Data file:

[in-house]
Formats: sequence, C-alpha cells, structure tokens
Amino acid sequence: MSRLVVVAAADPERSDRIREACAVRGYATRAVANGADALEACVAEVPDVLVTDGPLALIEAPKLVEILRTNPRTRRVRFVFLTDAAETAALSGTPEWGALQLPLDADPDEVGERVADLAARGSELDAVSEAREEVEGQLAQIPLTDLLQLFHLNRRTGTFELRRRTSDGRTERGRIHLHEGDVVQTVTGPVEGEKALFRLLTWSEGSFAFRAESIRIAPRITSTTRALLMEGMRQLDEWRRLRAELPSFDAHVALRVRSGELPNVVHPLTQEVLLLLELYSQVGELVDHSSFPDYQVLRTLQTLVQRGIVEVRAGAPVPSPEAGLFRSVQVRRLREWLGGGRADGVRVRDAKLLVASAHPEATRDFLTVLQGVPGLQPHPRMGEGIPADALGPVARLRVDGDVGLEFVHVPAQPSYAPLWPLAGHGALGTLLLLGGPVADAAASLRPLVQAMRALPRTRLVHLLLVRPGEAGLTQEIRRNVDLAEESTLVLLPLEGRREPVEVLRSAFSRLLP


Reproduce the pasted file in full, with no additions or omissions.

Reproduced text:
[in-house]
Formats: sequence, C-alpha cells, structure tokens
Amino acid sequence: MSRLVVVAAADPERSDRIREACAVRGYATRAVANGADALEACVAEVPDVLVTDGPLALIEAPKLVEILRTNPRTRRVRFVFLTDAAETAALSGTPEWGALQLPLDADPDEVGERVADLAARGSELDAVSEAREEVEGQLAQIPLTDLLQLFHLNRRTGTFELRRRTSDGRTERGRIHLHEGDVVQTVTGPVEGEKALFRLLTWSEGSFAFRAESIRIAPRITSTTRALLMEGMRQLDEWRRLRAELPSFDAHVALRVRSGELPNVVHPLTQEVLLLLELYSQVGELVDHSSFPDYQVLRTLQTLVQRGIVEVRAGAPVPSPEAGLFRSVQVRRLREWLGGGRADGVRVRDAKLLVASAHPEATRDFLTVLQGVPGLQPHPRMGEGIPADALGPVARLRVDGDVGLEFVHVPAQPSYAPLWPLAGHGALGTLLLLGGPVADAAASLRPLVQAMRALPRTRLVHLLLVRPGEAGLTQEIRRNVDLAEESTLVLLPLEGRREPVEVLRSAFSRLLP